This commercial for Life cereal may not be airing these days but the problem remains. Kids do not want to eat anything they associate with good health. Are you struggling to feed your children good healthy food? I do not recommend pushing cereal but you may find a good solution after listening to, “Try It You’ll Like It: Tips For Picky Eaters”, http://www.blogtalkradio.com/betterfoodchoices/2013/10/09/try-it-youll-like-it-tips-for-picky-eaters. It may be just what you need to hear. Shhhh, DO NOT share this information with your child(ren), keep these tips to yourself and use them as your own secret weapon.
There are so many reasons why a child might be a finicky eater. So what!? As adults we all have foods we like and those we dislike. Kids are no different. Is it worth the time, energy or fight to try to force feed children? I think not. But there are things you can do. I’m thinking of 3 things I can share that may be helpful:
1. Do not play into the power struggle. If your child refuses to eat healthy foods do not create a battle. Negative attention will only add fuel to the fire. It is not worth it. If the food on kids plates lack colorful veggies or lack variety, they are not eating well.
Find a multivitamin and omega 3 supplement. Of course, finding a good brand is important. There are a few out there but avoid sugar/syrup laden vitamins. Nature’s plus Gold or Greens Today Children’s (multi) and Nordic Naturals or Carlson’s (Omega 3) are just a few decent brands.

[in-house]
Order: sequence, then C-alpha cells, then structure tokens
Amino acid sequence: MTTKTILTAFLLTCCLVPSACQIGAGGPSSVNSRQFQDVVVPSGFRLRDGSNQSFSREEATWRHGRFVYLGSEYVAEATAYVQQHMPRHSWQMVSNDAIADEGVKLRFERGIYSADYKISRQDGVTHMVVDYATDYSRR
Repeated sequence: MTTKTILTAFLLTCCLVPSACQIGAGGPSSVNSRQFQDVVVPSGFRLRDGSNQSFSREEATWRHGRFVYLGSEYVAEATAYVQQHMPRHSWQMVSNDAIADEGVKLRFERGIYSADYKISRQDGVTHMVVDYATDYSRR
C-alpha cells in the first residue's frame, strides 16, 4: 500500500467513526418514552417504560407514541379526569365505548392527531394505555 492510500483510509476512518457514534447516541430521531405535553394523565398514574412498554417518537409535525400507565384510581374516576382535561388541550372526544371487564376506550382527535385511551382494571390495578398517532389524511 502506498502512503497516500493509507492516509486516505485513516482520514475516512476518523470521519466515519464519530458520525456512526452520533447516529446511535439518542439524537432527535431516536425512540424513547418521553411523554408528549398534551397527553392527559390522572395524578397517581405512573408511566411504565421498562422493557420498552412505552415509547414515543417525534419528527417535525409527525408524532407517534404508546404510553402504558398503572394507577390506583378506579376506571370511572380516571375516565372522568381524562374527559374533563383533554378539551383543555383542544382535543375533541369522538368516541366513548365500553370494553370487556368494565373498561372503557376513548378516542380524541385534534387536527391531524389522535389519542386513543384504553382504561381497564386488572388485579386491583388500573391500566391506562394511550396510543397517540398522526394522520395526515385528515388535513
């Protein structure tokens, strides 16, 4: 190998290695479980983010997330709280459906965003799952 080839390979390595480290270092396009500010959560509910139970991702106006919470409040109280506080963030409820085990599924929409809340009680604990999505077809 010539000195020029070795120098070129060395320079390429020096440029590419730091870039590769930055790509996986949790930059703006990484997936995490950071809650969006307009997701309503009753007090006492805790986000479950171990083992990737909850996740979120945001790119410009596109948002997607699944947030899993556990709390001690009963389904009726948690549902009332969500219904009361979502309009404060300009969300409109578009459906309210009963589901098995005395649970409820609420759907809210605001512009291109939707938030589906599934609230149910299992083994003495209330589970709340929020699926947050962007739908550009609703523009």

Use these supplements as cross coverage for any lack of nutrients caused by poor food choices. If you start kids off early (the younger the better), it is easier than negotiating later. You may find that if the kids see you taking vitamins yourself, they’ll want to follow your lead. If you are asked, “Can I try?” Just say, “no”. This is all it will take to get them hooked. If they think it is something they can’t have, there will be little to stop them from getting their daily dose.
2. Even if they do not cave in right away, one of the best ways to influence your child is to lead by example. So, set an example:
- eat veggies yourself
- serve two different types of vegetables with meals and eat both of them
- make the meal colorful
- get creative, serve veggies in different ways: stir fried, sautéed, fresh with ranch dressing, mashed…
- a positive experience goes a long way, make sure you do not use “excessive force” (nagging, grounding, threatening).
3. Enlist your children as partners and allow them to decide which vegetables they eat. Once they choose, they commit to eating it. They have to own it. Your job is done.
Getting your kids to make better food choices does not have to be a losing battle. It should NOT be a battle at all. If you compromise, you will be teaching them another valuable lesson. Don’t stress, change takes time and with the right approach both you and your children will eat happily ever after!
If you need more support, find a resource like Kids Kritics, http://www.kidkritics.com/index.cfm?page=aboutus, that can help spark ideas and help ease your concerns.